People who aren’t involved in education might be surprised to learn what an ever-changing field it is. We’re always learning new things about learning, and teachers are always switching up their techniques to find out what works best. One approach to teaching that’s making waves in schools around the country is the “flipped classroom” model, which literally turns traditional teaching methods on their head.
Conventional education is based largely on Bloom’s Taxonomy, which you might have seen represented as a pyramid with simple, concrete goals at the bottom and abstract, complex tasks at the very top. Classrooms traditionally devote instructional time to the bottom of the pyramid; that is, relaying basic facts and testing for recall, and leave the critical thinking and formulation of original ideas for students to complete at home. But in 2012, high school chemistry teachers Johnathan Bergmann and Aaron Sams argued that this is completely backwards, and that students fare better when they get to engage with each other and learn collaboratively in the classroom after studying the basics on their own. There are lots of reasons that the flipped model might be the future of education:
- It changes the relationship between class time and homework. Study after study has shown that students have way too much homework and see way too little benefit from it. But in a flipped classroom, homework becomes simple preparation for the next day’s lesson, relieving stress and freeing up class time for more challenging work.
- It lets students get more out of their time in the classroom. They can watch video lectures and PowerPoints at home, but they can’t collaborate with their classmates, ask questions and learn from mistakes anywhere but in school.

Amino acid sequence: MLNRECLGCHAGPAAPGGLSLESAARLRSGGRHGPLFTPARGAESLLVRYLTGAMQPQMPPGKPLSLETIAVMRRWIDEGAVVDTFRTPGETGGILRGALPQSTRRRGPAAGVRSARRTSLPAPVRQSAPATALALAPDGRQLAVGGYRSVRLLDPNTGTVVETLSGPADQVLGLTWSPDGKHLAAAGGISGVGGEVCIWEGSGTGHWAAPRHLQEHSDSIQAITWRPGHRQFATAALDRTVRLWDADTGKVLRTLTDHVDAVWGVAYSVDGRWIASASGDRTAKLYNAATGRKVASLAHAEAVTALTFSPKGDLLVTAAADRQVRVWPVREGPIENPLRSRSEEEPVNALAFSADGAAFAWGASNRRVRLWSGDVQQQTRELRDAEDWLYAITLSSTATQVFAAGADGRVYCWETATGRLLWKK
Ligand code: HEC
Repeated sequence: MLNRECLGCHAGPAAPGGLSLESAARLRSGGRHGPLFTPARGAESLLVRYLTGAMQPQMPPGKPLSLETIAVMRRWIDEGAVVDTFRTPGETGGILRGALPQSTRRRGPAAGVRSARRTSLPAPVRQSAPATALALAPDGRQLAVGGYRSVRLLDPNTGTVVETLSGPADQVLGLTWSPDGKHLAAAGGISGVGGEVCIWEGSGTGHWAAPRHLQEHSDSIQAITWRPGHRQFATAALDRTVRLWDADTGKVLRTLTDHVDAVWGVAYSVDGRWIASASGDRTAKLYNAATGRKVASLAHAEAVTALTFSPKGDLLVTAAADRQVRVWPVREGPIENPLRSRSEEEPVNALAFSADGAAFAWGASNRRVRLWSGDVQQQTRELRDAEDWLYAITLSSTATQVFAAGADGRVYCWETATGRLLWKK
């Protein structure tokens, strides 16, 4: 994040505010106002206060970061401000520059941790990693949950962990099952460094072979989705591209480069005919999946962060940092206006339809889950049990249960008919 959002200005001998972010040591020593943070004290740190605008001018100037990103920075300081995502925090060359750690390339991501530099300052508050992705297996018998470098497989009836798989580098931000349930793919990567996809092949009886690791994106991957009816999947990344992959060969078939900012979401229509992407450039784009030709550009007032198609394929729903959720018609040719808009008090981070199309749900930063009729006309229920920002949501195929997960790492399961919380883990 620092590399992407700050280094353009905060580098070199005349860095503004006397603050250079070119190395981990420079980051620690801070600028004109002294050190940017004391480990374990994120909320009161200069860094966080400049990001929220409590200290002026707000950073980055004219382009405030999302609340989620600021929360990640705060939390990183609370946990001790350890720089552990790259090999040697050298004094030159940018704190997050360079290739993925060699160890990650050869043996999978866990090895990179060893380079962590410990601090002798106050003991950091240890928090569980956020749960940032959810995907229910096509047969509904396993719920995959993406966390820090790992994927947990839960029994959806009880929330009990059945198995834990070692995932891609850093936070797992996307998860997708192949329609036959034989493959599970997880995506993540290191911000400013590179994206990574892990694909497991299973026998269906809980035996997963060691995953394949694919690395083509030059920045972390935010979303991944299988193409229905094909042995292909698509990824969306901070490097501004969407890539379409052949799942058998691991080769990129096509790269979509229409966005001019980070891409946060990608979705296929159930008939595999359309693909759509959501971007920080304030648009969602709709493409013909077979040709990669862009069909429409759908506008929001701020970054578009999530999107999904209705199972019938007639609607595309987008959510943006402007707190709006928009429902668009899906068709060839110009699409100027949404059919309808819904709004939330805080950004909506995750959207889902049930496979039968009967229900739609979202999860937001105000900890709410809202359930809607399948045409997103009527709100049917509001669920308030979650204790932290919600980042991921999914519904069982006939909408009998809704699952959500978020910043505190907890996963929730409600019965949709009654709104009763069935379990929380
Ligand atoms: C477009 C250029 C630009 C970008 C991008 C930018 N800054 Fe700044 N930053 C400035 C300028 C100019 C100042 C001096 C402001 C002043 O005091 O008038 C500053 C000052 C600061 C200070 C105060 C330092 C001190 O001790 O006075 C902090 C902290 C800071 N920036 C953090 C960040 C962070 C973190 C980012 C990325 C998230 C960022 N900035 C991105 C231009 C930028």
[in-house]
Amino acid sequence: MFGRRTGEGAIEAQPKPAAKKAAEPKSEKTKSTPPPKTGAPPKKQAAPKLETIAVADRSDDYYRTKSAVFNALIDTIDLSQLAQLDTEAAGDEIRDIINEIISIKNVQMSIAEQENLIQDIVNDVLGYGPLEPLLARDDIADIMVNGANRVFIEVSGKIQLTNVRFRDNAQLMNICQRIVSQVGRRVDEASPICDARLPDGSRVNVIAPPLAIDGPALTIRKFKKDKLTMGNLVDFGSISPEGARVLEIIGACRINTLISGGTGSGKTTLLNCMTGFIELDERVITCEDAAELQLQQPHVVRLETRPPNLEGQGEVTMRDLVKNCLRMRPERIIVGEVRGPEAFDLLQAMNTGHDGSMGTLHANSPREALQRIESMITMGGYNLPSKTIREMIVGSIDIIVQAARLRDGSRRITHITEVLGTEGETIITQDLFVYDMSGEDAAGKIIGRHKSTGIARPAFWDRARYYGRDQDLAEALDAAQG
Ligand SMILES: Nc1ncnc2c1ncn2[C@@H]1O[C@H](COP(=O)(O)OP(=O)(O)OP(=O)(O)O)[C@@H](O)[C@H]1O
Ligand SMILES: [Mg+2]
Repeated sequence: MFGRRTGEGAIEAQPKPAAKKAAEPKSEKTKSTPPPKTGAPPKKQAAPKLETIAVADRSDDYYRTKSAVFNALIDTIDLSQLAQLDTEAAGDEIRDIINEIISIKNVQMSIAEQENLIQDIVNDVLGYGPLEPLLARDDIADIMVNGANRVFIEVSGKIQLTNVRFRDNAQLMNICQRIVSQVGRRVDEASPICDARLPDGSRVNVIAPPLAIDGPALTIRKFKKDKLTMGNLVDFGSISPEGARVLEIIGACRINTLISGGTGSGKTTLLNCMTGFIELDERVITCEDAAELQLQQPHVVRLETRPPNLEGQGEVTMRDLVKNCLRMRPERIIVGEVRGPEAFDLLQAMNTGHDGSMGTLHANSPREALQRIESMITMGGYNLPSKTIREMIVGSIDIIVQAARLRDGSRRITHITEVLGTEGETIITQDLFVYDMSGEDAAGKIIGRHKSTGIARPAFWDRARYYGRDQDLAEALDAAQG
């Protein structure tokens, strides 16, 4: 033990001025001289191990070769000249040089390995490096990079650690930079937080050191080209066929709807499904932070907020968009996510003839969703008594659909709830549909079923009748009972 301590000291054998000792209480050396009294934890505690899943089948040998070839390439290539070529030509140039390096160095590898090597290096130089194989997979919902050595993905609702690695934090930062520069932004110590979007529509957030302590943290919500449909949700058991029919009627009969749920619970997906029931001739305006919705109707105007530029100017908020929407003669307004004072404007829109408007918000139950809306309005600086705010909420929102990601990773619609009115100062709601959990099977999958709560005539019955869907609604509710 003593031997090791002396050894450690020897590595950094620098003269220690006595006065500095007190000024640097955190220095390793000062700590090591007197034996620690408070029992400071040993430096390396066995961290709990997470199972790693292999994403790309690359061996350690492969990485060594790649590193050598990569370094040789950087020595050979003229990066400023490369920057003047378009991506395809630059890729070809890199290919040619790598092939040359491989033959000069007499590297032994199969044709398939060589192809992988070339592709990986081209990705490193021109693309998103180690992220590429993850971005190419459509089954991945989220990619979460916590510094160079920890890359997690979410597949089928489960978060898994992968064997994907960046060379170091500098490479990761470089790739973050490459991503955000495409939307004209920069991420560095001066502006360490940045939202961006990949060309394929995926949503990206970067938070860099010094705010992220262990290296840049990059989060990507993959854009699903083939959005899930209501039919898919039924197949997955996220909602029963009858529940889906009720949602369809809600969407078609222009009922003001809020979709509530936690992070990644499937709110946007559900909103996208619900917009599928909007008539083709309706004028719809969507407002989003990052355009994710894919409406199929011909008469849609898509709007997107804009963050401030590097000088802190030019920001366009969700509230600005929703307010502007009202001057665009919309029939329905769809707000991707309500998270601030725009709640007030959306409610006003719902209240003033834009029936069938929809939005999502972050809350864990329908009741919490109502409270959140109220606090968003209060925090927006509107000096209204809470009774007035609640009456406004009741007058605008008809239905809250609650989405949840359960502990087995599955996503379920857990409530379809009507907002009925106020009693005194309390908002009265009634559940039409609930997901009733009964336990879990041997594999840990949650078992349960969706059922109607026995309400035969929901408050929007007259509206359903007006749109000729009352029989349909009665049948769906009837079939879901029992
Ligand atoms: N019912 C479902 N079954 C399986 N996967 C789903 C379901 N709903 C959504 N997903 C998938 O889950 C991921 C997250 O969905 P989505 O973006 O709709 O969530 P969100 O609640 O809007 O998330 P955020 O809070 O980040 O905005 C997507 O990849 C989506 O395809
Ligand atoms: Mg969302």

- It helps teachers get to know their students. When a teacher stands in front of the class and reads a lecture straight out of their book, they don’t get to see the kids as individuals—their strengths and weaknesses, how they think, and what they have to offer. Flipped classrooms give students the time and space to show what they’re made of.
- It helps students get to know their teachers. Yes, teachers are people too! In the collaborative environment of a flipped classroom, students can work more closely with their teachers, learn what they expect, get more comfortable asking questions, and figure out how to really impress them.
- It’s closer to how the real world works. There’s no job on Earth where you can’t ask for help or clarification, work with your coworkers to find solutions, or do research on the Internet as you go. The traditional model for instruction hasn’t kept up with the times, and the flipped model is the update it sorely needs.
The flipped classroom certainly sounds like the kind of refresh sorely needed in a landscape dominated by an outdated industrial education model. But does flipping the classroom actually improve learning outcomes? Stay tuned for our next update…